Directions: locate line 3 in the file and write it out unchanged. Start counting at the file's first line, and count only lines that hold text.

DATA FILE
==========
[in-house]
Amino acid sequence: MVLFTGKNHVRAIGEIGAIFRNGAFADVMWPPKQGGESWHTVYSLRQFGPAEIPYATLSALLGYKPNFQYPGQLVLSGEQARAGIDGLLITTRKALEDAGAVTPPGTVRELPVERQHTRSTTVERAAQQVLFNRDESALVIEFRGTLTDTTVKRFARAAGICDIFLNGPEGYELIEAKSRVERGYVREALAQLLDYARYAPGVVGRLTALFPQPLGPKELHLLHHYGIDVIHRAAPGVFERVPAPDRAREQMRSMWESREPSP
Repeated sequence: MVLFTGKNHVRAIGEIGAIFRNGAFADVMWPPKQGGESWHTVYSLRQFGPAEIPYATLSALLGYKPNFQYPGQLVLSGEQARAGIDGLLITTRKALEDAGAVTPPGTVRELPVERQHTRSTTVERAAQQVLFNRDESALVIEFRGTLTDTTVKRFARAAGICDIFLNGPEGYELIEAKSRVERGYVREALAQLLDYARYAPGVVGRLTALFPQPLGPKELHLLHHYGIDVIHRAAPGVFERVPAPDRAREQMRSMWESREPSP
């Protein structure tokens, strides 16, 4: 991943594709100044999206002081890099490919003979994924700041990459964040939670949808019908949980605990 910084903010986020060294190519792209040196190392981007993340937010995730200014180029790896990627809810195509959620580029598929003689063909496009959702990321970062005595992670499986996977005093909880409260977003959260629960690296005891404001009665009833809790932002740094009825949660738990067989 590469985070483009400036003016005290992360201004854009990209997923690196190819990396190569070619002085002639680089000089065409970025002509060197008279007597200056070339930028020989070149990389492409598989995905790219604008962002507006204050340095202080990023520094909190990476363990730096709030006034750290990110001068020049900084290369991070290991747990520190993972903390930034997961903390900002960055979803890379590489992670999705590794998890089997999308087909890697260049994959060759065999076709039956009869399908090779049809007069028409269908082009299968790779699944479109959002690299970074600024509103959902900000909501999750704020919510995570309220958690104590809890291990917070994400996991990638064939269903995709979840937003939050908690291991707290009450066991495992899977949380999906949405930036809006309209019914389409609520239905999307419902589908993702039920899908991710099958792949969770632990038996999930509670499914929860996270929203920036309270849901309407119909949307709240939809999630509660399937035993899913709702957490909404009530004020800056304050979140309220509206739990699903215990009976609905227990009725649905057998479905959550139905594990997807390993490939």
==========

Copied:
Repeated sequence: MVLFTGKNHVRAIGEIGAIFRNGAFADVMWPPKQGGESWHTVYSLRQFGPAEIPYATLSALLGYKPNFQYPGQLVLSGEQARAGIDGLLITTRKALEDAGAVTPPGTVRELPVERQHTRSTTVERAAQQVLFNRDESALVIEFRGTLTDTTVKRFARAAGICDIFLNGPEGYELIEAKSRVERGYVREALAQLLDYARYAPGVVGRLTALFPQPLGPKELHLLHHYGIDVIHRAAPGVFERVPAPDRAREQMRSMWESREPSP